Warren Aspinall: The Big Interview

Warren Aspinall, right, celebrates the Blues' FA Cup quarter-final win over Nottingham Forest in 1992 with Martin Kuhl
Warren Aspinall, right, celebrates the Blues' FA Cup quarter-final win over Nottingham Forest in 1992 with Martin Kuhl
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For Alan Ball, it was a case of third-time lucky when Pompey rubber-stamped the signing of Warren Aspinall in August 1988 – but only after the sought-after striker had himself stuck the boot in elsewhere.

A club record fee of £315,000 was agreed for the 20-year-old after Aston Villa let their leading marksman go, following a moment of ill discipline.

The Blues, who had twice failed to acquire the services of Aspinall from previous clubs Wigan and Everton, were the benefactors as they sought an immediate return to top-flight football following a short one-season stay among English football’s elite.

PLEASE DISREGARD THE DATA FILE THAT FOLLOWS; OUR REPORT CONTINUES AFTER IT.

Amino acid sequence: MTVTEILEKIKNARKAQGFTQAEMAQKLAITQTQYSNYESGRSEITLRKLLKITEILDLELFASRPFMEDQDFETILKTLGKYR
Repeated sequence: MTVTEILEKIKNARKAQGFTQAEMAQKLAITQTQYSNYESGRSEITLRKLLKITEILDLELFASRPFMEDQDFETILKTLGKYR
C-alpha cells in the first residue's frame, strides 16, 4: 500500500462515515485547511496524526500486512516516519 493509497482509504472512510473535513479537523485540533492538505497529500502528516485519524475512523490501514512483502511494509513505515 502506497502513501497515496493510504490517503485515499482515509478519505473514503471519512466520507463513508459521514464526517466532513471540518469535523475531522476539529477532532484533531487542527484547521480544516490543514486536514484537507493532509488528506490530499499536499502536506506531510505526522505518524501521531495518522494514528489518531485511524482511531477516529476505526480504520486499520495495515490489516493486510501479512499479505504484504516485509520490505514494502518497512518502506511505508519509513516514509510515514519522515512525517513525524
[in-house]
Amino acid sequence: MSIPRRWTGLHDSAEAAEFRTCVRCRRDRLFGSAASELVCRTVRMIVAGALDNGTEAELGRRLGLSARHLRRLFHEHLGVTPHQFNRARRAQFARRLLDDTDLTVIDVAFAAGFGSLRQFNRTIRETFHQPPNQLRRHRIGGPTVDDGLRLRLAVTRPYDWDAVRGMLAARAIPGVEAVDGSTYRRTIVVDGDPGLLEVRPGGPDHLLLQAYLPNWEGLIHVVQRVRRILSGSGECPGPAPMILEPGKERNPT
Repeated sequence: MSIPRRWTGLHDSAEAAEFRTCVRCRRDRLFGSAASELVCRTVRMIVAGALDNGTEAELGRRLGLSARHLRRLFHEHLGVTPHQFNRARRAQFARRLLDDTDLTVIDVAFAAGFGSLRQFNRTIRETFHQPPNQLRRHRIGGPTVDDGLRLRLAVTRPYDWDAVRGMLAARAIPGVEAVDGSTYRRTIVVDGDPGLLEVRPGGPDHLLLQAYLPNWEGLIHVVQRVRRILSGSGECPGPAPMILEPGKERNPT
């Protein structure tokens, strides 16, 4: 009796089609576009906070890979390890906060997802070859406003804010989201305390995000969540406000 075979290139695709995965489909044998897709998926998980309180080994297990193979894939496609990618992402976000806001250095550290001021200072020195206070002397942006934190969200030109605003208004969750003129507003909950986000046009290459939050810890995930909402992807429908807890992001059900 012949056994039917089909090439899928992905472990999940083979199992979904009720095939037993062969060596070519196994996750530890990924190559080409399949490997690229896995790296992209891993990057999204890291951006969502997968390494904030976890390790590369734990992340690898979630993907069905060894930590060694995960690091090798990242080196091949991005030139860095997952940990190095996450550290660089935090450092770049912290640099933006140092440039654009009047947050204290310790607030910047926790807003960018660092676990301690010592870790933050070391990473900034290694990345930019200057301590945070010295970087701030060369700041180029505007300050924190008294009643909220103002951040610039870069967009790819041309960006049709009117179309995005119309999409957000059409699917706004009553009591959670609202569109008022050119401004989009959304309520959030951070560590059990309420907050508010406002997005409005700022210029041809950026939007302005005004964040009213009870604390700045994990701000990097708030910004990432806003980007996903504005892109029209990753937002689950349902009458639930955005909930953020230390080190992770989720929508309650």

A combination of circumstance, persistence and cold, hard cash led to a six-year partnership that brought its fair share of highs and lows both on and off the field of play.

Aspinall said: ‘I was joint-top goalscorer for Aston Villa as we were promoted back to division one – the Premier League as it is now.

‘I scored 15 goals that season (1987-88) but had also been suspended twice through bookings accumulated in the campaign.

‘Graham Taylor (Villa boss) pulled me to one side on our pre-season trip to Scotland and told me in no uncertain terms the club couldn’t afford to have me missing any games in the top flight.